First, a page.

The Mediterranean is a semi-enclosed sea surrounded by Europe to the north, Asia to the east, and Africa to the south. It covers an area of approximately 2.5 million km2, between 30–46 °N latitude and 6 °W and 36 °E longitude. The term Mediterranean climate is applied beyond the Mediterranean region itself and has been used since the early 20th century to classify other regions of the world, such as California or South Africa, usually located in the 30º–40º latitudinal band. The Mediterranean climate can be broadly characterized by warm to hot dry summers and mild wet winters. However, this broad picture hides important variations, which can be explained through the existence of two geographical gradients: North/South, with a warmer and drier south, and West/East, more influenced by Atlantic/Asian circulation. The region is located at a crossroad between the mid-latitudes and the subtropical regimes. Thus, small changes in the Atlantic storm track may lead to dramatic changes in the precipitation of the northwestern area of the basin. The variability of the descending northern branch of the Hadley cell influences the climate of the southern margin, while the eastern border climate is conditioned by the Siberian High in winter and the Indian Summer Monsoon during summer. All these large-scale factors are modulated by the complex orography of the region, the contrasting albedo, and the moisture and heat supplied by the Mediterranean Sea. The interactions occurring among all these factors lead to a complex picture with some relevant phenomena characteristic of the Mediterranean region, such as heatwaves and droughts, Saharan dust intrusions, or specific types of cyclogenesis. Climate model projections generally agree in characterizing the region as a climate change hotspot, considering that it is one of the areas of the globe likely to suffer pronounced climate changes. Anthropogenic influences are not new, since the region is densely populated and is the home of some the oldest civilizations on Earth. This has produced multiple and continuous modifications in the land cover, with measurable impacts on climate that can be traced from the rich available documentary evidence and high-resolution natural proxies.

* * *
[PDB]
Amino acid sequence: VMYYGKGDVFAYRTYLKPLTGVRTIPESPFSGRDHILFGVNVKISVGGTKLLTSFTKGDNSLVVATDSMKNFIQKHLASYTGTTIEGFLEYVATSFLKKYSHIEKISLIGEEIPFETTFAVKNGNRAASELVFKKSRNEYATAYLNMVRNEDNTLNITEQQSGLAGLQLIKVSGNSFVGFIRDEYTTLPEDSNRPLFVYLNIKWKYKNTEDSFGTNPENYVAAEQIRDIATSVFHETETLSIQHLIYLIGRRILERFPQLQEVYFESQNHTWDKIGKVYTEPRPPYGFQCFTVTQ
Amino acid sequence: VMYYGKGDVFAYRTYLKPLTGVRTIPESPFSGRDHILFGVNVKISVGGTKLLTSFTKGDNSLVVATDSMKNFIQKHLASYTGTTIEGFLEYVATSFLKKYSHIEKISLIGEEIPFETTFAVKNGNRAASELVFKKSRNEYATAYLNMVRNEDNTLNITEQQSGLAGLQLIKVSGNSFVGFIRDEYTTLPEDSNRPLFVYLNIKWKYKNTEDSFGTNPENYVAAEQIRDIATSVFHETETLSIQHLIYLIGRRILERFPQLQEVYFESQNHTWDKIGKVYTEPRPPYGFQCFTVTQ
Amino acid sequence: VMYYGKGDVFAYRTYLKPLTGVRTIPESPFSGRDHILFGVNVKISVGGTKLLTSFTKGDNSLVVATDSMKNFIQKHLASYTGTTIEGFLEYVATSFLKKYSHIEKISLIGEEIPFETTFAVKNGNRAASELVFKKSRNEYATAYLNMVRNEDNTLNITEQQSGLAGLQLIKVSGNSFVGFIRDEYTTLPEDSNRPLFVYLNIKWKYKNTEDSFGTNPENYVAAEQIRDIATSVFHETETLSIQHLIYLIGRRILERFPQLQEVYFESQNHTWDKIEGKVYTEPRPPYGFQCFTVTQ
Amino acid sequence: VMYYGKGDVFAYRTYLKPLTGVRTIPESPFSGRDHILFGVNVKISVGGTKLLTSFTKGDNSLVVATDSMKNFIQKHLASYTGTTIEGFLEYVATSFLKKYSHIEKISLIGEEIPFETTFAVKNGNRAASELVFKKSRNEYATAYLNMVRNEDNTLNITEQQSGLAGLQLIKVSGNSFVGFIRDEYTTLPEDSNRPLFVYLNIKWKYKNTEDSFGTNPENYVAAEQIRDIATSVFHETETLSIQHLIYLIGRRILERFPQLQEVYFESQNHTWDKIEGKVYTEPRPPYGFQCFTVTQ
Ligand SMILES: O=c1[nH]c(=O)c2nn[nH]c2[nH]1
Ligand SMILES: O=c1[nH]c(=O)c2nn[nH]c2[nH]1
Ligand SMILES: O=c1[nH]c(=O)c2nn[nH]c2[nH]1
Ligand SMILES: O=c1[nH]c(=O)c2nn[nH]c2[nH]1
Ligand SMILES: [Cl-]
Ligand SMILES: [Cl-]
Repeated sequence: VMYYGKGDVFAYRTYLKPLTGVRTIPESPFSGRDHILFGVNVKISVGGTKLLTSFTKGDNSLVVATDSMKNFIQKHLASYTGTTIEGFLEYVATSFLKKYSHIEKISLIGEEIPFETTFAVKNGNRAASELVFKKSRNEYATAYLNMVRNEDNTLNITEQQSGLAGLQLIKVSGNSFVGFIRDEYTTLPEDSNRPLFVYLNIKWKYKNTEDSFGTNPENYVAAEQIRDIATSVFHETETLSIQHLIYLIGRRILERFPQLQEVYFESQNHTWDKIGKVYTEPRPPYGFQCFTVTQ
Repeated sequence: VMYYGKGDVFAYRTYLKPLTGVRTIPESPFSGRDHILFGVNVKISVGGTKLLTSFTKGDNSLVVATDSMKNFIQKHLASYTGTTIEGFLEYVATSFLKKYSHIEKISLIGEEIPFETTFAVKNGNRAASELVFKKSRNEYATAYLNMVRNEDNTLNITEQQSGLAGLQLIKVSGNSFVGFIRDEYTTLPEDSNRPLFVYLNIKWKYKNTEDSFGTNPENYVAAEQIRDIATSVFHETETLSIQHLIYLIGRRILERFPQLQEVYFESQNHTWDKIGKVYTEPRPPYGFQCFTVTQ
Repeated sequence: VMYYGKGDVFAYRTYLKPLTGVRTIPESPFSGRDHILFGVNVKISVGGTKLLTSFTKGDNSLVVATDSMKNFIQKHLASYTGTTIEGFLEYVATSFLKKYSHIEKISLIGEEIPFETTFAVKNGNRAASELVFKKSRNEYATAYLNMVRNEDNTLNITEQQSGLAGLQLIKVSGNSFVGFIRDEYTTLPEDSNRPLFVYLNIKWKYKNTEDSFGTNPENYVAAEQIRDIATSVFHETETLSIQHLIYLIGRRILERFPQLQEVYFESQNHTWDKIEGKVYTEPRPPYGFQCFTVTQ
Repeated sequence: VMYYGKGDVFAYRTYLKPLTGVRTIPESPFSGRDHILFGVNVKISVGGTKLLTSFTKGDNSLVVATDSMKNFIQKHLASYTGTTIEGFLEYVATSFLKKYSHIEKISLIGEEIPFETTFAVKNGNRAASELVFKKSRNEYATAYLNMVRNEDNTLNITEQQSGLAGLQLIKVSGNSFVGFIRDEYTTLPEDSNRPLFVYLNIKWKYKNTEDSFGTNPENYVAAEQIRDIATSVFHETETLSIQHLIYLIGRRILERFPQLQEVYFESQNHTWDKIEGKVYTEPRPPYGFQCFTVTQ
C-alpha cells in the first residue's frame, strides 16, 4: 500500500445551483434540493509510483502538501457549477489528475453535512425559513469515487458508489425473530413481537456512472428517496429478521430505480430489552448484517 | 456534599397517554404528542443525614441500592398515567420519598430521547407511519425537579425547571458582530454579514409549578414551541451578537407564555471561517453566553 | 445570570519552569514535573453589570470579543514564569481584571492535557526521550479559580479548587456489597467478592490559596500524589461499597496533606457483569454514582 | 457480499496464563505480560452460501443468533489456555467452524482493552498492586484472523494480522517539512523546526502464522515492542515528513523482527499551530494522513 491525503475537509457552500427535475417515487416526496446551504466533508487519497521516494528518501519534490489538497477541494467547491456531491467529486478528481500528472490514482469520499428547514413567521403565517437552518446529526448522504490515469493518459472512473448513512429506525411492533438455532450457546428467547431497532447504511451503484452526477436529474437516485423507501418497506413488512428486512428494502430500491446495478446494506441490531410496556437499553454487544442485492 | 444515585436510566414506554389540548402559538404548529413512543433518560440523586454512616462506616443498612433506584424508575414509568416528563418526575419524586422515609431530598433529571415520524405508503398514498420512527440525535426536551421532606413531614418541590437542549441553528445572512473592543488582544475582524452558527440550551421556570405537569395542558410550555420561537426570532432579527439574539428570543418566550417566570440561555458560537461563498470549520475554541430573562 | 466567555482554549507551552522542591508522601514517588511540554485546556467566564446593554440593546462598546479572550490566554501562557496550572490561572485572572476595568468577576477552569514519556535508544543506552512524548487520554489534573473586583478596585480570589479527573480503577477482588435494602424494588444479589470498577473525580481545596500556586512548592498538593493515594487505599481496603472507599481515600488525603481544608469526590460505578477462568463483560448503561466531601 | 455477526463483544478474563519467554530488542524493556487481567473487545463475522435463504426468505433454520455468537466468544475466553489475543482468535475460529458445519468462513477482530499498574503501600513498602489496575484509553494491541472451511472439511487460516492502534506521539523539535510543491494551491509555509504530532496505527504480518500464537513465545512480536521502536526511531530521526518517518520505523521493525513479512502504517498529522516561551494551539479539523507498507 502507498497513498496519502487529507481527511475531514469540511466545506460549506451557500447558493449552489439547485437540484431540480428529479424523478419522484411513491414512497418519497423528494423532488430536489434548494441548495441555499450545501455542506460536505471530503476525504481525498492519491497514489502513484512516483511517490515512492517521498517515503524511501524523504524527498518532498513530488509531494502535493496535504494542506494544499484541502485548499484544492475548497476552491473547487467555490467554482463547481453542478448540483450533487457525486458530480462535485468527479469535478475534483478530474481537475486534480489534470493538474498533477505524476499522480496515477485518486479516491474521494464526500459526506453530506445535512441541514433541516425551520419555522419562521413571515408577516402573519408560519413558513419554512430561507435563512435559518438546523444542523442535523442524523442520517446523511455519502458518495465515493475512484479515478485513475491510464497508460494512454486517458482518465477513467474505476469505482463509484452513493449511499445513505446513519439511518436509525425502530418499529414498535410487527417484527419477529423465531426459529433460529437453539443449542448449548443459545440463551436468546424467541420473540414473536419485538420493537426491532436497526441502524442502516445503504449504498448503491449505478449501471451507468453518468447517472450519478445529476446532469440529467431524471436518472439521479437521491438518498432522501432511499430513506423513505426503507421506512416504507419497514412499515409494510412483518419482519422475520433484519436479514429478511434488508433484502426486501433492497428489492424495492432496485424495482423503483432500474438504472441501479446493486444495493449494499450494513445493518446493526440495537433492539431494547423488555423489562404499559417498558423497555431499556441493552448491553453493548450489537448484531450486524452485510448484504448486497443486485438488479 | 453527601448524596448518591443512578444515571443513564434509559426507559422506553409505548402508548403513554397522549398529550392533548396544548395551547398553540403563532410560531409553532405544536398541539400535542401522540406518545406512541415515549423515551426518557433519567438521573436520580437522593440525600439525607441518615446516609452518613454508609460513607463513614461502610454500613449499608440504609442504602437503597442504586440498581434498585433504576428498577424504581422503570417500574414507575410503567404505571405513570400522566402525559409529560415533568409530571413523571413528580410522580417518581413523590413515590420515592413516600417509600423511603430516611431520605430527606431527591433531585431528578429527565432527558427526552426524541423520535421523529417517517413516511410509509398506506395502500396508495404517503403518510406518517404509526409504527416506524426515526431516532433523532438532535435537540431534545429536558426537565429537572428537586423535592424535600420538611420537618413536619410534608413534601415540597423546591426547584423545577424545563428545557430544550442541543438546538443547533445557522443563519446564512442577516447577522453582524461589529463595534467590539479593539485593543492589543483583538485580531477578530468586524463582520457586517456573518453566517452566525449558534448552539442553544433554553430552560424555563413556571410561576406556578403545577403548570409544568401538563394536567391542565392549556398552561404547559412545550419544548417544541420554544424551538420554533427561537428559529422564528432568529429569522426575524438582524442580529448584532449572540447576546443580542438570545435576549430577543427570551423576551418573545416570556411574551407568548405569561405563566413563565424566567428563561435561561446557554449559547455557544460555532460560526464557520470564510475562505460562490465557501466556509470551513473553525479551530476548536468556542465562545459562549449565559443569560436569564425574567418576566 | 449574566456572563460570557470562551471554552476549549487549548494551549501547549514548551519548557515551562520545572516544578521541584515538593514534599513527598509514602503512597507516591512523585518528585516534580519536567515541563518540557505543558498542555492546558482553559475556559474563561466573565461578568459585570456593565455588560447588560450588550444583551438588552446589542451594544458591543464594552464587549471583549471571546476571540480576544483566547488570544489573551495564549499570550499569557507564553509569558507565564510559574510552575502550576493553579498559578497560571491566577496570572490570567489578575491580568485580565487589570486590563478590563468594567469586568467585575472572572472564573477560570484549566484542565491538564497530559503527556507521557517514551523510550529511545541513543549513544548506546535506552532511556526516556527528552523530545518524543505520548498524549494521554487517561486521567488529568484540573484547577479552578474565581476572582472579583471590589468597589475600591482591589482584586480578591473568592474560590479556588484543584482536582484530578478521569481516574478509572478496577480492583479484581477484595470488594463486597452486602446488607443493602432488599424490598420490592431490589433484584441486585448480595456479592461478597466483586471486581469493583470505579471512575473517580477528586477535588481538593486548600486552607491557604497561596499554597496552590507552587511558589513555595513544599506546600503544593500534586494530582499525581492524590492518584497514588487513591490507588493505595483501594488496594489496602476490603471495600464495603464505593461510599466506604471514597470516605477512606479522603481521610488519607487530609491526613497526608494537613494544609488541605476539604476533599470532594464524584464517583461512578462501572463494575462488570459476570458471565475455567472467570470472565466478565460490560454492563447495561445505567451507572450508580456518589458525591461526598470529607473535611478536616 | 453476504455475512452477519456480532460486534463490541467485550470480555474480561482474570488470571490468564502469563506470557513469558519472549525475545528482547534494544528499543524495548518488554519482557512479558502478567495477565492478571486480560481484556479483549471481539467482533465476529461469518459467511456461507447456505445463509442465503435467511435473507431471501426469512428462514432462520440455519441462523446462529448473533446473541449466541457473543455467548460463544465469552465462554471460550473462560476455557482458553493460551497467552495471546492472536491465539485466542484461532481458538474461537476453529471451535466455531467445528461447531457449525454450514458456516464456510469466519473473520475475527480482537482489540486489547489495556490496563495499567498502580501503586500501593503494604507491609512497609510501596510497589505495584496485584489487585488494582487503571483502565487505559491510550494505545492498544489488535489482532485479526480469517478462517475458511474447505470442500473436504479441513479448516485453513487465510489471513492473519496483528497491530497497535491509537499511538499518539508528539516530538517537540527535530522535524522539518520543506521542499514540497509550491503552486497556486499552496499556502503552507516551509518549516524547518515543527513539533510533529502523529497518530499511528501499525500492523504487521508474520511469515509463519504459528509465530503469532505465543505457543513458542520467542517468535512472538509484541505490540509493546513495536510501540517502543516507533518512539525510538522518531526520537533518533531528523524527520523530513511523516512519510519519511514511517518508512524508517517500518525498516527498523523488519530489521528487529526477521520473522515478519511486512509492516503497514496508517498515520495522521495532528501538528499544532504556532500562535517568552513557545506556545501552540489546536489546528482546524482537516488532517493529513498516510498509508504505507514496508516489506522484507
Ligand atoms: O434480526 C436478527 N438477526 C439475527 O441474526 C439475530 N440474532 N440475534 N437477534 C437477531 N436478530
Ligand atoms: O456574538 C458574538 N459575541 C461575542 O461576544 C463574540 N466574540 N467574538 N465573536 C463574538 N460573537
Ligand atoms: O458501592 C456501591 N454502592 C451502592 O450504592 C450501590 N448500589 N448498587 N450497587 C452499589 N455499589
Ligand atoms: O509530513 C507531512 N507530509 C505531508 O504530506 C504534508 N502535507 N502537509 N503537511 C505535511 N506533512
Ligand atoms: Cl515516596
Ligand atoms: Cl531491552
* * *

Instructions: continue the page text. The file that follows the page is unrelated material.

Article

Ruth Berkowitz, Aidyn Iachini, Hadass Moore, Gordon Capp, Ron Avi Astor, Ronald Pitner, and Rami Benbenishty

Educational practitioners and researchers have increasingly recognized the importance of the context in which learning occurs, particularly the influence of school climate on students’ academic, social, and emotional outcomes. School climate is based on the subjective experiences of school life for students, staff members, school leaders, parents, and the entire school community. A school’s climate reflects its norms, goals, values, interpersonal relationships, teaching and learning practices, and organizational structures. A large body of evidence connects a positive school climate to improvements in children’s learning and healthy development in school. A positive school climate is also an essential component within comprehensive school improvement processes. Nonetheless, the divergence and disagreement in defining and measuring school climate in the literature are evident. There is a major interest in school climate improvement and school climate policy. However, the policy context that supports school climate varies considerably across the United States and internationally. Clarification regarding the dimensions of school climate and continued research on how a positive school climate contributes to both school and student outcomes remain important.